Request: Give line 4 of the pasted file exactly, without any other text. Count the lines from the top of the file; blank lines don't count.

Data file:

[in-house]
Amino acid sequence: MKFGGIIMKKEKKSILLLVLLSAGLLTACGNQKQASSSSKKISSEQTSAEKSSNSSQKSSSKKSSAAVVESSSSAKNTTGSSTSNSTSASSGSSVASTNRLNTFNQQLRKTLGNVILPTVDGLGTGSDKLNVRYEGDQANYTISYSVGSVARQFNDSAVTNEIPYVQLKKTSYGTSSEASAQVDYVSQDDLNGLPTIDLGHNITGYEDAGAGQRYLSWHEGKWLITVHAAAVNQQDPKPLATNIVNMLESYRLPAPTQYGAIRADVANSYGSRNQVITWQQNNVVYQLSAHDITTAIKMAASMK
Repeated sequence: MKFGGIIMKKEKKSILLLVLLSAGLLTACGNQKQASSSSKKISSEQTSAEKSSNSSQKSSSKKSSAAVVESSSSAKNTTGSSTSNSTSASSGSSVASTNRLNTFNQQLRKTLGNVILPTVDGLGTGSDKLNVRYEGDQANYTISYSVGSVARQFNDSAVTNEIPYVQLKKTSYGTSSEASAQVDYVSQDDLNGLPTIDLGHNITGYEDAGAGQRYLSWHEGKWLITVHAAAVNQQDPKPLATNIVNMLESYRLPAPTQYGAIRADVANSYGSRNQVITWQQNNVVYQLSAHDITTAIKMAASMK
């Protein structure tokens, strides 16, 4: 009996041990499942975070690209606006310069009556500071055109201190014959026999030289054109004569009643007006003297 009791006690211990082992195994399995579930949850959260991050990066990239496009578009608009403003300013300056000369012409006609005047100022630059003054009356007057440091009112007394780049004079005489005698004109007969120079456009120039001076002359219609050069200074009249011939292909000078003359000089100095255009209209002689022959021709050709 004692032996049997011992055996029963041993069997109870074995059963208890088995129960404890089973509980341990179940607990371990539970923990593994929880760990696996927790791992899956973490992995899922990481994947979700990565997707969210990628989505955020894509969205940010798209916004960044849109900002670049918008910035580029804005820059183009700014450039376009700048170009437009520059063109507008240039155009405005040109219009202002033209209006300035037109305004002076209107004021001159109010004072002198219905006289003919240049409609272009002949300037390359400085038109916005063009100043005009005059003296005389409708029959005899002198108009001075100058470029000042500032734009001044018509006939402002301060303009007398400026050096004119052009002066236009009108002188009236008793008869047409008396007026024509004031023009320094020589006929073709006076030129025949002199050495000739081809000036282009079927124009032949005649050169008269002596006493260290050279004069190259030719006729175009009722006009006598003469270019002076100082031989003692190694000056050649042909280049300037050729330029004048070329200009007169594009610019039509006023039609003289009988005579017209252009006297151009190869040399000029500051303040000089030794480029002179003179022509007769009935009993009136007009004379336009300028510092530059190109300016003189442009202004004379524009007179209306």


């Protein structure tokens, strides 16, 4: 009996041990499942975070690209606006310069009556500071055109201190014959026999030289054109004569009643007006003297 009791006690211990082992195994399995579930949850959260991050990066990239496009578009608009403003300013300056000369012409006609005047100022630059003054009356007057440091009112007394780049004079005489005698004109007969120079456009120039001076002359219609050069200074009249011939292909000078003359000089100095255009209209002689022959021709050709 004692032996049997011992055996029963041993069997109870074995059963208890088995129960404890089973509980341990179940607990371990539970923990593994929880760990696996927790791992899956973490992995899922990481994947979700990565997707969210990628989505955020894509969205940010798209916004960044849109900002670049918008910035580029804005820059183009700014450039376009700048170009437009520059063109507008240039155009405005040109219009202002033209209006300035037109305004002076209107004021001159109010004072002198219905006289003919240049409609272009002949300037390359400085038109916005063009100043005009005059003296005389409708029959005899002198108009001075100058470029000042500032734009001044018509006939402002301060303009007398400026050096004119052009002066236009009108002188009236008793008869047409008396007026024509004031023009320094020589006929073709006076030129025949002199050495000739081809000036282009079927124009032949005649050169008269002596006493260290050279004069190259030719006729175009009722006009006598003469270019002076100082031989003692190694000056050649042909280049300037050729330029004048070329200009007169594009610019039509006023039609003289009988005579017209252009006297151009190869040399000029500051303040000089030794480029002179003179022509007769009935009993009136007009004379336009300028510092530059190109300016003189442009202004004379524009007179209306």